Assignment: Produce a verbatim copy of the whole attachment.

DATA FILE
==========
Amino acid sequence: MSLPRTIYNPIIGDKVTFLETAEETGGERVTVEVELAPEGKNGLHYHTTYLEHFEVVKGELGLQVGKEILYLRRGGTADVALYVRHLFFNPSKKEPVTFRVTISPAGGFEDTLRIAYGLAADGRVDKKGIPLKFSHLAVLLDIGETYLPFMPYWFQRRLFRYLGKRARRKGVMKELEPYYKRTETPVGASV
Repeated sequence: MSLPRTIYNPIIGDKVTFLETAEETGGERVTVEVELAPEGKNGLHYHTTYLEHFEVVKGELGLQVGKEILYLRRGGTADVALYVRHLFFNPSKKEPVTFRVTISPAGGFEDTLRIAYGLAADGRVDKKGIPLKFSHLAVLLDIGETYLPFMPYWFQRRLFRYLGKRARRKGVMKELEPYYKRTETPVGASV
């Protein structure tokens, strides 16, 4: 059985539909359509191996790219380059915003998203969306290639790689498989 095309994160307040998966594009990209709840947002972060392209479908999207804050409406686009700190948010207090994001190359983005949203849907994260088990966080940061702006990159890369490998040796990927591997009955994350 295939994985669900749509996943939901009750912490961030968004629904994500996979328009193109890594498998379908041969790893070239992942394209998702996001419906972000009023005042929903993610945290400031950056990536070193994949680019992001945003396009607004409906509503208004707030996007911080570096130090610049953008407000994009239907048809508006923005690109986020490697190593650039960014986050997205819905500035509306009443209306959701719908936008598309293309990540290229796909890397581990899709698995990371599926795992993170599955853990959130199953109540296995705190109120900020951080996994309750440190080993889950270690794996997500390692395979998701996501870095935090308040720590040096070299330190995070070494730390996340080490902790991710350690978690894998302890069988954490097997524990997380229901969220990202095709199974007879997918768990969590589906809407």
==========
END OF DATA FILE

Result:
Amino acid sequence: MSLPRTIYNPIIGDKVTFLETAEETGGERVTVEVELAPEGKNGLHYHTTYLEHFEVVKGELGLQVGKEILYLRRGGTADVALYVRHLFFNPSKKEPVTFRVTISPAGGFEDTLRIAYGLAADGRVDKKGIPLKFSHLAVLLDIGETYLPFMPYWFQRRLFRYLGKRARRKGVMKELEPYYKRTETPVGASV
Repeated sequence: MSLPRTIYNPIIGDKVTFLETAEETGGERVTVEVELAPEGKNGLHYHTTYLEHFEVVKGELGLQVGKEILYLRRGGTADVALYVRHLFFNPSKKEPVTFRVTISPAGGFEDTLRIAYGLAADGRVDKKGIPLKFSHLAVLLDIGETYLPFMPYWFQRRLFRYLGKRARRKGVMKELEPYYKRTETPVGASV
């Protein structure tokens, strides 16, 4: 059985539909359509191996790219380059915003998203969306290639790689498989 095309994160307040998966594009990209709840947002972060392209479908999207804050409406686009700190948010207090994001190359983005949203849907994260088990966080940061702006990159890369490998040796990927591997009955994350 295939994985669900749509996943939901009750912490961030968004629904994500996979328009193109890594498998379908041969790893070239992942394209998702996001419906972000009023005042929903993610945290400031950056990536070193994949680019992001945003396009607004409906509503208004707030996007911080570096130090610049953008407000994009239907048809508006923005690109986020490697190593650039960014986050997205819905500035509306009443209306959701719908936008598309293309990540290229796909890397581990899709698995990371599926795992993170599955853990959130199953109540296995705190109120900020951080996994309750440190080993889950270690794996997500390692395979998701996501870095935090308040720590040096070299330190995070070494730390996340080490902790991710350690978690894998302890069988954490097997524990997380229901969220990202095709199974007879997918768990969590589906809407």